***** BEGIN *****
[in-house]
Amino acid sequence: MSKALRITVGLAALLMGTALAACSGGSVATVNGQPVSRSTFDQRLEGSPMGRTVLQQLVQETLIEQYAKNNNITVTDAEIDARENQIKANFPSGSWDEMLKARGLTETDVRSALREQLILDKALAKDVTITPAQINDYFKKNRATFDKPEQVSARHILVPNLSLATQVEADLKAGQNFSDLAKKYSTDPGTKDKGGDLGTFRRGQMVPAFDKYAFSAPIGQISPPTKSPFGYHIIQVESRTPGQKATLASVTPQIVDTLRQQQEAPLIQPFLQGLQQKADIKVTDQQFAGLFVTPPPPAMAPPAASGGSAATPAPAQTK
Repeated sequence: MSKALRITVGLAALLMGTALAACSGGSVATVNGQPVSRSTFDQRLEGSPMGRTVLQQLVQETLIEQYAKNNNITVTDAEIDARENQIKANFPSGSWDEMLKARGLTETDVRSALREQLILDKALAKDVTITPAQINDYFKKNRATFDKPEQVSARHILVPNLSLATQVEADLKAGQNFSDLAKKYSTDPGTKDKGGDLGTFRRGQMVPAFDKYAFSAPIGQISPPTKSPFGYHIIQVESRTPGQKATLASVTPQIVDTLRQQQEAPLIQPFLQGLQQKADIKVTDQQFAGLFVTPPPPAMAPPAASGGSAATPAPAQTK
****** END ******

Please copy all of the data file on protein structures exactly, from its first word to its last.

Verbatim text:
[in-house]
Amino acid sequence: MSKALRITVGLAALLMGTALAACSGGSVATVNGQPVSRSTFDQRLEGSPMGRTVLQQLVQETLIEQYAKNNNITVTDAEIDARENQIKANFPSGSWDEMLKARGLTETDVRSALREQLILDKALAKDVTITPAQINDYFKKNRATFDKPEQVSARHILVPNLSLATQVEADLKAGQNFSDLAKKYSTDPGTKDKGGDLGTFRRGQMVPAFDKYAFSAPIGQISPPTKSPFGYHIIQVESRTPGQKATLASVTPQIVDTLRQQQEAPLIQPFLQGLQQKADIKVTDQQFAGLFVTPPPPAMAPPAASGGSAATPAPAQTK
Repeated sequence: MSKALRITVGLAALLMGTALAACSGGSVATVNGQPVSRSTFDQRLEGSPMGRTVLQQLVQETLIEQYAKNNNITVTDAEIDARENQIKANFPSGSWDEMLKARGLTETDVRSALREQLILDKALAKDVTITPAQINDYFKKNRATFDKPEQVSARHILVPNLSLATQVEADLKAGQNFSDLAKKYSTDPGTKDKGGDLGTFRRGQMVPAFDKYAFSAPIGQISPPTKSPFGYHIIQVESRTPGQKATLASVTPQIVDTLRQQQEAPLIQPFLQGLQQKADIKVTDQQFAGLFVTPPPPAMAPPAASGGSAATPAPAQTK